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[static equilibrium] pin and link support type

by kougou
Tags: equilibrium, static, support, type
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kougou
#1
Oct10-11, 02:49 PM
P: 82
Hello every one

I am confused between two support type:
the pin, and the link

On the textbook, it says, the pin prevents the object from translating vertically and horzontally, therefore, it provides fx and fy reaction forces.

but another type of support is much identical to the pin, which is the link support, the photo is here: http://imageshack.us/f/105/pinconnectiontw4.jpg/

at point A, the beam AB is subjected to the pin support, so it has two components of reaction forces, namely fx and fy

but what about at point G, how come it only provides one force components, namely fx, but not fy as well? is the point G also classified as pin support?
i am very confused; instructor said that whenever u see a pin support, there's two force components; how come this is not a case here?
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kougou
#2
Oct10-11, 03:01 PM
P: 82
is the link support the beam which connects from GB, and pin support the node at G and A?
hotvette
#3
Oct10-11, 03:30 PM
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G is a pinned support as well as A. The reason there is reaction in x only at G is because member GB can support axial loads only.

PhanthomJay
#4
Oct10-11, 03:36 PM
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[static equilibrium] pin and link support type

Quote Quote by kougou View Post
Hello every one

I am confused between two support type:
the pin, and the link

On the textbook, it says, the pin prevents the object from translating vertically and horzontally, therefore, it provides fx and fy reaction forces.

but another type of support is much identical to the pin, which is the link support, the photo is here: http://imageshack.us/f/105/pinconnectiontw4.jpg/

at point A, the beam AB is subjected to the pin support, so it has two components of reaction forces, namely fx and fy

but what about at point G, how come it only provides one force components, namely fx, but not fy as well? is the point G also classified as pin support?
i am very confused; instructor said that whenever u see a pin support, there's two force components; how come this is not a case here?
Yes, point G is a pin support. In general, there are 2 force components at a pin, in the x and y direction, but in some cases, such as joint G, there is only one. This is due to equilibrium considerations for so called '2-force' members. A 2-force member is a member subjected to a force (applied or a reaction force) at each end with no forces applied in between. All members of a truss are 2 force members when loads are applied at the joints only. Member BG is a 2-force member. As such, it can only take axial loading in tension or compression along its longitudinal axis. Thus , the reaction at G must be entirely horizontal; otherwise, the resultant reaction force could not be directed along the BG axis.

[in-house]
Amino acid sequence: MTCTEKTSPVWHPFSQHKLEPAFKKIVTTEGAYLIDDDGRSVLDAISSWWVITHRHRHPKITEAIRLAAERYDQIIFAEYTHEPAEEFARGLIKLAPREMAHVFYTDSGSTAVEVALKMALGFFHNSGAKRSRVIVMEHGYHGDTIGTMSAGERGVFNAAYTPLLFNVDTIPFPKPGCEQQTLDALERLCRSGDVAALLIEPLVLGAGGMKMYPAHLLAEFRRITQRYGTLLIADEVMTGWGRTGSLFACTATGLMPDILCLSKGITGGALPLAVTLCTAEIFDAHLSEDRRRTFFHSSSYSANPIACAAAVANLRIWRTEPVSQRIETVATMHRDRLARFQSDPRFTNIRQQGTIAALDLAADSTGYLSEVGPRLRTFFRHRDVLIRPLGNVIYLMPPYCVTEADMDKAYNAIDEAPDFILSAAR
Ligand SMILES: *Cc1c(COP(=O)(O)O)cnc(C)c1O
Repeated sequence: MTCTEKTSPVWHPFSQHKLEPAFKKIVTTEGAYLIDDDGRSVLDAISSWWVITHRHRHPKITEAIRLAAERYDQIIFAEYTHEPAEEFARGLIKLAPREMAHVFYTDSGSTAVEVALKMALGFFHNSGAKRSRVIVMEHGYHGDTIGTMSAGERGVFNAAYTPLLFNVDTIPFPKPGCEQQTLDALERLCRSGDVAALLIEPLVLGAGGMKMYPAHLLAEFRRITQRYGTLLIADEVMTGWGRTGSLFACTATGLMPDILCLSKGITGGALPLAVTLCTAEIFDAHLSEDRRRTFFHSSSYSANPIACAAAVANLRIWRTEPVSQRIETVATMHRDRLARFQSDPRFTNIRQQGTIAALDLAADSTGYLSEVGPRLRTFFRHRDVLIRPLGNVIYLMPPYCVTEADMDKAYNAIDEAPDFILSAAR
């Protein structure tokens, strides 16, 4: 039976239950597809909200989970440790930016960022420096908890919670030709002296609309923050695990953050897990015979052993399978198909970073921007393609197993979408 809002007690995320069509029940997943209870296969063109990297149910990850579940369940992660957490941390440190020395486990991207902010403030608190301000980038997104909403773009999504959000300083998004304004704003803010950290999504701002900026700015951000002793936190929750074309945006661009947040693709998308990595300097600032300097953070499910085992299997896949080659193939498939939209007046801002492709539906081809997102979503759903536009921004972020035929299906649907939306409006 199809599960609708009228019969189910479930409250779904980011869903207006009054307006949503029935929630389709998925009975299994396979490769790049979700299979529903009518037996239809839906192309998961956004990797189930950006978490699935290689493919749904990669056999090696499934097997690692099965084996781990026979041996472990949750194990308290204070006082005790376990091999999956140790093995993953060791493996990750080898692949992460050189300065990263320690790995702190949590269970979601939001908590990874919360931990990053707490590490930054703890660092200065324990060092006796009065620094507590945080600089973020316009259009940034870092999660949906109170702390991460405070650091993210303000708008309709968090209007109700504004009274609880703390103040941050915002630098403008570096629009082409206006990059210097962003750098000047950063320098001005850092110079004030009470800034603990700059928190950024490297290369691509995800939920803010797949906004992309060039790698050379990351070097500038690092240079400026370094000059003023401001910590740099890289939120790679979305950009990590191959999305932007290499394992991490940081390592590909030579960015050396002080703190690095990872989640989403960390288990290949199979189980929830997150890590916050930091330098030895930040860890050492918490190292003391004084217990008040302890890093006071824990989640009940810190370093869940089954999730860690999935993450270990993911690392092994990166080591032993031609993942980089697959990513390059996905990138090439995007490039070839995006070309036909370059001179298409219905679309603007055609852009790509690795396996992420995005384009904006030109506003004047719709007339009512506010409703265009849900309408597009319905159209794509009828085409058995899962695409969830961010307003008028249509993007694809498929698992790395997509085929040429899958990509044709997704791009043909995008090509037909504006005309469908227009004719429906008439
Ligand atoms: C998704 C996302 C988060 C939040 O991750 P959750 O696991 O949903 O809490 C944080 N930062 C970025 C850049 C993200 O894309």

EDIT: I notice you are posting the same question in the ME sub-forum. You should stick to that forum and communicate further with the responder if you have additional questions.
kougou
#5
Oct10-11, 04:23 PM
P: 82
Quote Quote by PhanthomJay View Post
Yes, point G is a pin support. In general, there are 2 force components at a pin, in the x and y direction, but in some cases, such as joint G, there is only one. This is due to equilibrium considerations for so called '2-force' members. A 2-force member is a member subjected to a force (applied or a reaction force) at each end with no forces applied in between. All members of a truss are 2 force members when loads are applied at the joints only. Member BG is a 2-force member. As such, it can only take axial loading in tension or compression along its longitudinal axis. Thus , the reaction at G must be entirely horizontal; otherwise, the resultant reaction force could not be directed along the BG axis.

EDIT: I notice you are posting the same question in the ME sub-forum. You should stick to that forum and communicate further with the responder if you have additional questions.
apologize, this is my first time to use this forum... . I will never do that again.

and what about this http://www.ecourses.ou.edu/cgi-bin/v...&chap_sec=05.1, the link support, which is very similar to the pin support? Same reasoning as well?
PhanthomJay
#6
Oct10-11, 09:29 PM
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Quote Quote by kougou View Post
apologize, this is my first time to use this forum... . I will never do that again.

and what about this http://www.ecourses.ou.edu/cgi-bin/v...&chap_sec=05.1, the link support, which is very similar to the pin support? Same reasoning as well?
Welcome to Physics forums, kougou! Yes, same reasoning for a link support; the support reactions are always directed along the longitudinal axis of the member, creating only tension or compression axial forces in the member, regardless of the angle of the link, provided that there are no forces applied in between the 2 ends. NOTE that when the link is at an angle, there are still x and y components of the link reaction forces, but their resultant sum is a single force directed axially along the link, no bending or shear stresses.


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